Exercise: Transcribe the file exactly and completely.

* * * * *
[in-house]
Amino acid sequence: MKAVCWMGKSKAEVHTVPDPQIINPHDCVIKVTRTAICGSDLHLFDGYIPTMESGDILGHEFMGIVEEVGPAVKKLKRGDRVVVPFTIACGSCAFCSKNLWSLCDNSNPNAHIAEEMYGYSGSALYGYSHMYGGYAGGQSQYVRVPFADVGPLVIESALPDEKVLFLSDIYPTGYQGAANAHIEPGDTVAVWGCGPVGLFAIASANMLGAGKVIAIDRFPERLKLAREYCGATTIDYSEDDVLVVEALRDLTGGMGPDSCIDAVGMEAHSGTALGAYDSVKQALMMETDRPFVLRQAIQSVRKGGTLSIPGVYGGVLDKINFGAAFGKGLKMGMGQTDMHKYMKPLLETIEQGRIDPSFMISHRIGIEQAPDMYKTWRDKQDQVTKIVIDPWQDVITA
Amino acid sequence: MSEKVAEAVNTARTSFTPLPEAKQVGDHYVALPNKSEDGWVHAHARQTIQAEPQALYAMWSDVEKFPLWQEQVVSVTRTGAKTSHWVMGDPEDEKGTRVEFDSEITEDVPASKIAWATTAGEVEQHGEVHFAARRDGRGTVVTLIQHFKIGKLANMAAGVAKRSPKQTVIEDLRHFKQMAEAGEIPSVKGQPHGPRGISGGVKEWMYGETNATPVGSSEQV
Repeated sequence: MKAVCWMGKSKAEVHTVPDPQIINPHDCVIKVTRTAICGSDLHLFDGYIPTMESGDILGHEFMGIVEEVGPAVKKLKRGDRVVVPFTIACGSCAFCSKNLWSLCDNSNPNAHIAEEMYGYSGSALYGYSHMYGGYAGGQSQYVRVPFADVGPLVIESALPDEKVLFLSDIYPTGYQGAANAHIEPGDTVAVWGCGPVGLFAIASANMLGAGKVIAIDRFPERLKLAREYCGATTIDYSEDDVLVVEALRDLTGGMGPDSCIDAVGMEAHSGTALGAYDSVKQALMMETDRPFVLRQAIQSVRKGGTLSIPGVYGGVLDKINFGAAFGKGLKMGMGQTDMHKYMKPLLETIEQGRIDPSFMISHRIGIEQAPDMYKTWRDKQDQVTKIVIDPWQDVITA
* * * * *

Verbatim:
[in-house]
Amino acid sequence: MKAVCWMGKSKAEVHTVPDPQIINPHDCVIKVTRTAICGSDLHLFDGYIPTMESGDILGHEFMGIVEEVGPAVKKLKRGDRVVVPFTIACGSCAFCSKNLWSLCDNSNPNAHIAEEMYGYSGSALYGYSHMYGGYAGGQSQYVRVPFADVGPLVIESALPDEKVLFLSDIYPTGYQGAANAHIEPGDTVAVWGCGPVGLFAIASANMLGAGKVIAIDRFPERLKLAREYCGATTIDYSEDDVLVVEALRDLTGGMGPDSCIDAVGMEAHSGTALGAYDSVKQALMMETDRPFVLRQAIQSVRKGGTLSIPGVYGGVLDKINFGAAFGKGLKMGMGQTDMHKYMKPLLETIEQGRIDPSFMISHRIGIEQAPDMYKTWRDKQDQVTKIVIDPWQDVITA
Amino acid sequence: MSEKVAEAVNTARTSFTPLPEAKQVGDHYVALPNKSEDGWVHAHARQTIQAEPQALYAMWSDVEKFPLWQEQVVSVTRTGAKTSHWVMGDPEDEKGTRVEFDSEITEDVPASKIAWATTAGEVEQHGEVHFAARRDGRGTVVTLIQHFKIGKLANMAAGVAKRSPKQTVIEDLRHFKQMAEAGEIPSVKGQPHGPRGISGGVKEWMYGETNATPVGSSEQV
Repeated sequence: MKAVCWMGKSKAEVHTVPDPQIINPHDCVIKVTRTAICGSDLHLFDGYIPTMESGDILGHEFMGIVEEVGPAVKKLKRGDRVVVPFTIACGSCAFCSKNLWSLCDNSNPNAHIAEEMYGYSGSALYGYSHMYGGYAGGQSQYVRVPFADVGPLVIESALPDEKVLFLSDIYPTGYQGAANAHIEPGDTVAVWGCGPVGLFAIASANMLGAGKVIAIDRFPERLKLAREYCGATTIDYSEDDVLVVEALRDLTGGMGPDSCIDAVGMEAHSGTALGAYDSVKQALMMETDRPFVLRQAIQSVRKGGTLSIPGVYGGVLDKINFGAAFGKGLKMGMGQTDMHKYMKPLLETIEQGRIDPSFMISHRIGIEQAPDMYKTWRDKQDQVTKIVIDPWQDVITA